“Wow. That’s a big ask.”
Taking a deep breath, he sat back as he said these words to me. I was asking him for a major spiritual and financial investment in the spiritual adventure of planting a church.
And regardless of the money, there was something I wanted him to experience. I wanted him to experience stepping out on faith and flying.
Have you ever had a moment where you stood on the precipice of a great opportunity to leap into His arms?
The Apostle Paul had plenty and so much of his life was marked by opportunities where he trusted and followed Jesus into the glorious unknown. Connecting us to where we were last week , the Apostle Paul continues in Philippians 4:14-17
14 Yet it was good of you to share in my troubles. 15 Moreover, as you Philippians know, in the early days of your acquaintance with the gospel, when I set out from Macedonia, not one church shared with me in the matter of giving and receiving, except you only; 16 for even when I was in Thessalonica, you sent me aid more than once when I was in need. 17 Not that I desire your gifts; what I desire is that more be credited to your account.
Philippians 4:14-17, NIV
He had just stated that he knows what it’s like to have plenty and to not have enough, yet Paul knew contentment regardless of circumstances (cf. Philippians 4:10-13). His dearly loved brothers and sisters in the faith in the Roman city of Philippi could have thought Paul was unappreciative of their support.
The Apostle Paul knows all his support ultimately comes from Jesus, but it was good for the Philippian Christians to partner with him in the advance of the Kingdom of Jesus.
He reminds them that at the beginning of their own faith journey with Jesus, they were his only partners when he “set out from Macedonia” (most likely heading for the Roman city of Corinth). It wasn’t that no other church ever assisted him, but that it was the Philippian Christians who were his partners in spreading the Gospel at that point in his journey.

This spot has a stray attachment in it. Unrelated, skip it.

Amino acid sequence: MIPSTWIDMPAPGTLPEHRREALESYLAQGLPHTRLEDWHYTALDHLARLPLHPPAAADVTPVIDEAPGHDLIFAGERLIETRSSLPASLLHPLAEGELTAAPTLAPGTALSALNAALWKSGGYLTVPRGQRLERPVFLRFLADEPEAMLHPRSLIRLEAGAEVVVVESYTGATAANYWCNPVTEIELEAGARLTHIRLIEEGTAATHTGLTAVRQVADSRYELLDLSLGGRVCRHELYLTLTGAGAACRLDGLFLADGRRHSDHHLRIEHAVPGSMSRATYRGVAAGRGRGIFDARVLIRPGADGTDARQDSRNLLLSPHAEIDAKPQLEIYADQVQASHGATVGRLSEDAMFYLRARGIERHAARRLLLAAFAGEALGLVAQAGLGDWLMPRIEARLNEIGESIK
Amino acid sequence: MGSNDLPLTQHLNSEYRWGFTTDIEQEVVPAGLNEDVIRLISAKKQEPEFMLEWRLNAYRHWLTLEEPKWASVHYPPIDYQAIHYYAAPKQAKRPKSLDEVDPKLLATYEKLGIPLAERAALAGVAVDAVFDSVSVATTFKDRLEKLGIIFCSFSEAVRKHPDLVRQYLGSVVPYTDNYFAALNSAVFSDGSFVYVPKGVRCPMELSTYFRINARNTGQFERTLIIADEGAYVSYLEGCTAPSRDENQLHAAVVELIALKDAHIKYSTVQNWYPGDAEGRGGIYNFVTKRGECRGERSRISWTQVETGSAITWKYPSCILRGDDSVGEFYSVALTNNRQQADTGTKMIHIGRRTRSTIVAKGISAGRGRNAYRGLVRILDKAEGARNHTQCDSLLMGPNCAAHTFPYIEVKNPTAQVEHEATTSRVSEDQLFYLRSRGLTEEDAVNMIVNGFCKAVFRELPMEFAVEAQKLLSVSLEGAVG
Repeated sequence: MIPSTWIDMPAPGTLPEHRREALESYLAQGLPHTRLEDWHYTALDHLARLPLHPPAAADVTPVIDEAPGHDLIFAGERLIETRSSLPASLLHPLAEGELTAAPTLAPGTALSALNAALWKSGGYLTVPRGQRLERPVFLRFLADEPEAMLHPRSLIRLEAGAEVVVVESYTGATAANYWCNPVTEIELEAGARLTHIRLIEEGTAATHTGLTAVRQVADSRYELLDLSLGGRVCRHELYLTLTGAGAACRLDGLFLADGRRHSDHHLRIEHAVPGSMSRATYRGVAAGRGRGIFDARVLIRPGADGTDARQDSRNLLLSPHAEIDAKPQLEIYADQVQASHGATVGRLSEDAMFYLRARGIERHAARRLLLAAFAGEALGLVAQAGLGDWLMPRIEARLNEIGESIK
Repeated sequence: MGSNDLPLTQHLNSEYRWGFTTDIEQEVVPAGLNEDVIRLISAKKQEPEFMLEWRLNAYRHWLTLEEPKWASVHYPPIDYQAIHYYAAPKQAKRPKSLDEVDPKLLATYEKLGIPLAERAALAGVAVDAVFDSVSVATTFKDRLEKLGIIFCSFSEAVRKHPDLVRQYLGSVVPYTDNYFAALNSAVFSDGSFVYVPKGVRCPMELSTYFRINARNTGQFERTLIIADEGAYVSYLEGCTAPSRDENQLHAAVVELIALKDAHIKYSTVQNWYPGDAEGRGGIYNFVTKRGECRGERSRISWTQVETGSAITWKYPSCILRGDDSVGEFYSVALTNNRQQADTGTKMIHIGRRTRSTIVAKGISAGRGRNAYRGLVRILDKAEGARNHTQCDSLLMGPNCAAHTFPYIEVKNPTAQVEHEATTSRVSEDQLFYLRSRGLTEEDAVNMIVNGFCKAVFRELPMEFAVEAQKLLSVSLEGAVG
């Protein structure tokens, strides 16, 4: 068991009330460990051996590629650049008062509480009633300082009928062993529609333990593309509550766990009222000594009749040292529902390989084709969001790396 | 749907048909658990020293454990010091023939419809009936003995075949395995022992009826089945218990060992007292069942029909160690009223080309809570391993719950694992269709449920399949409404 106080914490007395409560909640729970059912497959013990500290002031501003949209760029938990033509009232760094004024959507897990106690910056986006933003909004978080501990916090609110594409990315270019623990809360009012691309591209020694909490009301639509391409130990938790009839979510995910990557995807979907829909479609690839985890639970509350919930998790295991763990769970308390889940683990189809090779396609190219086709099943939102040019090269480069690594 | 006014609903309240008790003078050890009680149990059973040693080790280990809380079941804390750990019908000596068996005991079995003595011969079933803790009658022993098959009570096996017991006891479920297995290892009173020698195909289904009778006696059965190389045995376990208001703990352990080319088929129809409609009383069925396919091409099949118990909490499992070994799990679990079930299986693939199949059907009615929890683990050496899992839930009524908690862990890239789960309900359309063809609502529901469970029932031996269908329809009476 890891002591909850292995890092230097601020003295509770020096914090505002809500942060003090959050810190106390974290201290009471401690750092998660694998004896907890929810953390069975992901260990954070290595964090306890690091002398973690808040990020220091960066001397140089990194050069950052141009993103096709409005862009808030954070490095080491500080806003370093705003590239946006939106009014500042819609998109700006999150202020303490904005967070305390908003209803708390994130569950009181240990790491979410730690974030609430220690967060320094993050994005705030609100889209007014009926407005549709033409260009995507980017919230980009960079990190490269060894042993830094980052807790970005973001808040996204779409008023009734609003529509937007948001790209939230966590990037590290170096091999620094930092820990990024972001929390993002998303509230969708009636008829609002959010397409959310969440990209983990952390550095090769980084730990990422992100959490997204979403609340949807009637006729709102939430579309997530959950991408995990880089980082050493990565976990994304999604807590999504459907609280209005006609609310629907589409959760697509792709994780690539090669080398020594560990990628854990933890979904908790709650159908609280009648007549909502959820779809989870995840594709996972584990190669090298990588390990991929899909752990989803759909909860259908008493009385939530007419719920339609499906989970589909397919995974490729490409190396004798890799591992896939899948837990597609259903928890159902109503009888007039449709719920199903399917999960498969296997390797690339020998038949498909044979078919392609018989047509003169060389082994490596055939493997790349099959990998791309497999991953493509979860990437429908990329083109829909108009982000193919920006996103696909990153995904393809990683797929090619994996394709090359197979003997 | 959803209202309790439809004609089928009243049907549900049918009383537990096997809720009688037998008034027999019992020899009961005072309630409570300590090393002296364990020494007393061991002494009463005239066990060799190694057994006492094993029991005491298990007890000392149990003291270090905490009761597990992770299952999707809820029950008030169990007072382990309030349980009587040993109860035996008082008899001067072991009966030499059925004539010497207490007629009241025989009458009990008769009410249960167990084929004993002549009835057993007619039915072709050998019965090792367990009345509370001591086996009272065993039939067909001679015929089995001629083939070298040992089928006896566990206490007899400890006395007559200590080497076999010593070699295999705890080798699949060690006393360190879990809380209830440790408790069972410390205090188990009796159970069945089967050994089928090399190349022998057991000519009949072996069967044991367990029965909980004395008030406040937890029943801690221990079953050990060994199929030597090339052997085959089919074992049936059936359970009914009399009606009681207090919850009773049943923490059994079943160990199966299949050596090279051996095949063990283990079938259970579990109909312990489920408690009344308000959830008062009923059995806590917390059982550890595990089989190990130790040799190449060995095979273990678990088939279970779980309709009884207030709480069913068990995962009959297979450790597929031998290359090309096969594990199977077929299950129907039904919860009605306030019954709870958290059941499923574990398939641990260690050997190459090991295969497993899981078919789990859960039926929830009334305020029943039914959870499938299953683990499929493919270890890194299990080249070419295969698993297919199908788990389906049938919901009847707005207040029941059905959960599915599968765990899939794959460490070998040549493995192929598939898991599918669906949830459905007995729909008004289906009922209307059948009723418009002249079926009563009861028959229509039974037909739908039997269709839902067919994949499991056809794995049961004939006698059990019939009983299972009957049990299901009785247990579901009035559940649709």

He uses this partnership language through the passage and reminds them it wasn’t that he desired the money (again, cf. Philippians 4:10-13), but he wanted the Lord to continue to develop the “grace of giving” in them (2 Corinthians 8:7).
What Paul wanted was not something from them, but something for them.
As Christians, we make financial investments in the advance of the Gospel and its rewards pay spiritual dividends. Just like the Philippians in Paul’s day, we engage in “giving and receiving” when we do this: we give the financial resources and we receive spiritually from the Lord.
Giving is not an act of business; it’s an act of worship. When the Lord gets a hold of our checking accounts, He’s got all of us.
Interestingly, we pastors learn really quickly: when someone starts giving, they’re growing and investing in their relationship with the Lord. But when they stop giving, their feet follow and they soon leave.
Investing in Gospel-work is part of our blessing of being a Christian.
Perhaps you’ve got an opportunity waiting on you now. Maybe when you think about it you’re leaning back, taking a deep breath, and thinking, “wow, God…that’s a big ask.”
Take the leap. It’s not about your financial gifts; it’s about having the faith recorded in your account and experiencing what it feels like to fly in grace.
We’re soon to end our study in Philippians.
I’d greatly appreciate your thoughts on where we should go next.
Want more like this? Consider my book: 31 Days of Spiritual Wisdom: A Month in the Proverbs. It is often said: knowledge knows a snake is in the grass and wisdom is staying out of the grass. While that creates a good working definition, there is undoubtedly more to applying knowledge than that. Moving through a selection of verses from a chapter of Proverbs for every day of the month, I walk readers through a journey of spiritual formation applicable to everyday life. The goal? Knowing how to apply the wisdom of Scripture so we grow in our faith, become wiser, and show the world the life-changing power of Jesus.